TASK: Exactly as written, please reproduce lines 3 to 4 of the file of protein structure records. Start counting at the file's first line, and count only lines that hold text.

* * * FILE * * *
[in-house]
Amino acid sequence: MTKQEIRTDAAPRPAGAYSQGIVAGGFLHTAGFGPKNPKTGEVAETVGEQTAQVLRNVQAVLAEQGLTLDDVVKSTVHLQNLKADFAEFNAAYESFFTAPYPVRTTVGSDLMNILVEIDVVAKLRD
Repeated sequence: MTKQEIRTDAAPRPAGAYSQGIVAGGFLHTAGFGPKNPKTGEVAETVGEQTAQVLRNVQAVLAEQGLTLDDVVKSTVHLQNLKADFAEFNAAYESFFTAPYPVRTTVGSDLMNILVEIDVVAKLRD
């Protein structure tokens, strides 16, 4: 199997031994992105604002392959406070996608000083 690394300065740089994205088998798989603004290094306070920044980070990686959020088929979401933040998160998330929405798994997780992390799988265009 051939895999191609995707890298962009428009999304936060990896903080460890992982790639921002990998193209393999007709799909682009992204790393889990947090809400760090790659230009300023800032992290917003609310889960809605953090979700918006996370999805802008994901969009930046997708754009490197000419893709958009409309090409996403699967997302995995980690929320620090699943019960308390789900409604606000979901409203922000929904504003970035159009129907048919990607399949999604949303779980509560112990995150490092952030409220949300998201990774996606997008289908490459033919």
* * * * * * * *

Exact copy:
Repeated sequence: MTKQEIRTDAAPRPAGAYSQGIVAGGFLHTAGFGPKNPKTGEVAETVGEQTAQVLRNVQAVLAEQGLTLDDVVKSTVHLQNLKADFAEFNAAYESFFTAPYPVRTTVGSDLMNILVEIDVVAKLRD
């Protein structure tokens, strides 16, 4: 199997031994992105604002392959406070996608000083 690394300065740089994205088998798989603004290094306070920044980070990686959020088929979401933040998160998330929405798994997780992390799988265009 051939895999191609995707890298962009428009999304936060990896903080460890992982790639921002990998193209393999007709799909682009992204790393889990947090809400760090790659230009300023800032992290917003609310889960809605953090979700918006996370999805802008994901969009930046997708754009490197000419893709958009409309090409996403699967997302995995980690929320620090699943019960308390789900409604606000979901409203922000929904504003970035159009129907048919990607399949999604949303779980509560112990995150490092952030409220949300998201990774996606997008289908490459033919």